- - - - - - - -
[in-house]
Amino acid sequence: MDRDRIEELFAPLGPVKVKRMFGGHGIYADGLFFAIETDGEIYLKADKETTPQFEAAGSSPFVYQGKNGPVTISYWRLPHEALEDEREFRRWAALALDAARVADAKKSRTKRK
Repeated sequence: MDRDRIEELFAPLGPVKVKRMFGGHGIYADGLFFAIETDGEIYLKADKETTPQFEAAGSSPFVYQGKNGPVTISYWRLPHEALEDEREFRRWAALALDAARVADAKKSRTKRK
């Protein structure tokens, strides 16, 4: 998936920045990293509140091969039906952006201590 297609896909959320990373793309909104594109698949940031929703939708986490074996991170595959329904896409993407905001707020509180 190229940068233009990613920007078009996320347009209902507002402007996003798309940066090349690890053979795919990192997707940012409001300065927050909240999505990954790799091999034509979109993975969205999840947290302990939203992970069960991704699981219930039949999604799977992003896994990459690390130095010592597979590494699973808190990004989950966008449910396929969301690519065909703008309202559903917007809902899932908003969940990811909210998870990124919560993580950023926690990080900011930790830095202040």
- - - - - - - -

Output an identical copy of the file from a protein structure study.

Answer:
[in-house]
Amino acid sequence: MDRDRIEELFAPLGPVKVKRMFGGHGIYADGLFFAIETDGEIYLKADKETTPQFEAAGSSPFVYQGKNGPVTISYWRLPHEALEDEREFRRWAALALDAARVADAKKSRTKRK
Repeated sequence: MDRDRIEELFAPLGPVKVKRMFGGHGIYADGLFFAIETDGEIYLKADKETTPQFEAAGSSPFVYQGKNGPVTISYWRLPHEALEDEREFRRWAALALDAARVADAKKSRTKRK
């Protein structure tokens, strides 16, 4: 998936920045990293509140091969039906952006201590 297609896909959320990373793309909104594109698949940031929703939708986490074996991170595959329904896409993407905001707020509180 190229940068233009990613920007078009996320347009209902507002402007996003798309940066090349690890053979795919990192997707940012409001300065927050909240999505990954790799091999034509979109993975969205999840947290302990939203992970069960991704699981219930039949999604799977992003896994990459690390130095010592597979590494699973808190990004989950966008449910396929969301690519065909703008309202559903917007809902899932908003969940990811909210998870990124919560993580950023926690990080900011930790830095202040």